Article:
The tale of Donnie and Joe Emerson's lost album, Dreamin' Wild, is easily one of my favourite music stories.
In 1979, the teenage Emerson brothers spent their days driving tractors around their isolated Fruitland, Washington farm, listening to AM/FM soft-rock radio and dreaming of someday creating their own sound. In a brave act of parental encouragement, their father took out a loan and built the brothers a home studio on the property, where they wrote and recorded Dreamin' Wild before printing 2,000 copies that they haphazardly peddled around town. Most of those recordings went to neighbours, crowded record bins, or collected dust in their home studio.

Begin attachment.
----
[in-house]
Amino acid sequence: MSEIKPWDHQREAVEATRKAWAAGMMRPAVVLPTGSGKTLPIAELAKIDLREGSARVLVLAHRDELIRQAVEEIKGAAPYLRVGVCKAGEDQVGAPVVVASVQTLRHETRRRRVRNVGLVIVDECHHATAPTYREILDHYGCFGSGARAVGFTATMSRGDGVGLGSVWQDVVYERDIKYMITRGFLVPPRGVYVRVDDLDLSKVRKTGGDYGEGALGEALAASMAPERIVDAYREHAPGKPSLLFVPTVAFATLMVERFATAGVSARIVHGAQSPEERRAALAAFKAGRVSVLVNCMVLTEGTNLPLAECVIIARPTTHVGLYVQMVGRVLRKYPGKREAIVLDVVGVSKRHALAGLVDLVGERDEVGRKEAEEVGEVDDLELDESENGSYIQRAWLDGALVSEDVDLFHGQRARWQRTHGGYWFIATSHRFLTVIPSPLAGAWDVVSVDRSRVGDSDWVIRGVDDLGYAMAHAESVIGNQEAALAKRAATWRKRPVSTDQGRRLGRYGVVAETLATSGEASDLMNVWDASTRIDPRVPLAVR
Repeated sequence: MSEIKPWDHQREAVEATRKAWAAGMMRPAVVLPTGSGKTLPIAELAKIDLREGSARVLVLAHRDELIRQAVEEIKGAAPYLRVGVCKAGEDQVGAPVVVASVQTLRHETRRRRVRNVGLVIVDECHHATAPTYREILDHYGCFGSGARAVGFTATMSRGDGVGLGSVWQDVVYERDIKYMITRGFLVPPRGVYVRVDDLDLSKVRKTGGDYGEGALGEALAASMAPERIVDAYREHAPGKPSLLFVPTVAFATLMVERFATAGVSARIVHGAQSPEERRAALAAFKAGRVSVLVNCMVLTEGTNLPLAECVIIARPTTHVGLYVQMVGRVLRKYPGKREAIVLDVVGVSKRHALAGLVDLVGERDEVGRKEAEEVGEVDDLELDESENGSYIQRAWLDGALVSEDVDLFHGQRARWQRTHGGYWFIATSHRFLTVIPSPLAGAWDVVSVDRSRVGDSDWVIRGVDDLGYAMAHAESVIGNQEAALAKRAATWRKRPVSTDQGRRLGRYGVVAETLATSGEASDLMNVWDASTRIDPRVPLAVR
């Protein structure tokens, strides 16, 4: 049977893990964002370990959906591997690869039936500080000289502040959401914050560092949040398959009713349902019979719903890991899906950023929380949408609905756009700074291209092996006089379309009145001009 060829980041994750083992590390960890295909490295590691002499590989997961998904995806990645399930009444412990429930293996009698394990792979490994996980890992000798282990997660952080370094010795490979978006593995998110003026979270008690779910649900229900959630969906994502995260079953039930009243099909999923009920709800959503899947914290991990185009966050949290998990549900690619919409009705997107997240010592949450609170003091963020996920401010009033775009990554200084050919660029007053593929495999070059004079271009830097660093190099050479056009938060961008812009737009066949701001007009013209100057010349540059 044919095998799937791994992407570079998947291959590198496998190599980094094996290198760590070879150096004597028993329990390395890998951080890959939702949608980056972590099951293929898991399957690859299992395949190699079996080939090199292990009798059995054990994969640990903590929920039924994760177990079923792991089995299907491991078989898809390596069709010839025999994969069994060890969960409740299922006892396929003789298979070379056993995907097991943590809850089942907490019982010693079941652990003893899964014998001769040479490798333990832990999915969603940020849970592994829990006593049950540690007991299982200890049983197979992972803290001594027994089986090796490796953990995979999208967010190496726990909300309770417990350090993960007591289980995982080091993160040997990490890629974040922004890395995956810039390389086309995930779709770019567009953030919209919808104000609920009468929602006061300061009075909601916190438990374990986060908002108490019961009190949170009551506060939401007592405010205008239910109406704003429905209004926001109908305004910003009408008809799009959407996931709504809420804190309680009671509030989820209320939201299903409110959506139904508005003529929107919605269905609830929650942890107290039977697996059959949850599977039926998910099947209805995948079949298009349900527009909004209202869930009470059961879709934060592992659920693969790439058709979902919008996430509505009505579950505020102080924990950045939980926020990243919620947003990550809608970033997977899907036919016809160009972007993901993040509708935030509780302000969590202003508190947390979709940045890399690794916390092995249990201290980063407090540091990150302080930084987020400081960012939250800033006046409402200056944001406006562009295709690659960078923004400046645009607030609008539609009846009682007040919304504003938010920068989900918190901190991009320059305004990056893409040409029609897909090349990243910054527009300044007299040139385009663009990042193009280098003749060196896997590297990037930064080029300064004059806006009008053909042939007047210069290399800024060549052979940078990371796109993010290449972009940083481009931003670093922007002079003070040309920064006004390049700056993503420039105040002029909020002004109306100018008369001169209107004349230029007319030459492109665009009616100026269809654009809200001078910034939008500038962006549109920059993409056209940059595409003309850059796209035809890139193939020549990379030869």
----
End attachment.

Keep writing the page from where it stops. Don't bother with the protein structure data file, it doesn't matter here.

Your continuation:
Fast forward 29 years when a record collector phoned up the brothers, who remained in their native sleepy town, thrilled with the $5 album he'd dug up, which featured the Elvis jumpsuit-clad brothers. Soon enough, word of the decades-old soul-pop debut Dreamin' Wild and its golden lost recording, "Baby," spread in the form of Pitchfork reviews and celebrity praise. Then in their mid-50s, the Emerson brothers were suddenly responsible for a classic record they had made as kids on the farm.
Four years after Dreamin' Wild was unearthed, Ariel Pink put a similarly soulful spin on the album's seminal blue-eyed ballad, maintaining its romantic, drive-in vibe and adding only a bit more psych-pop grit. I only discovered it last week, and while nothing can top the original, the slightly modern edge freshens up the lost hit.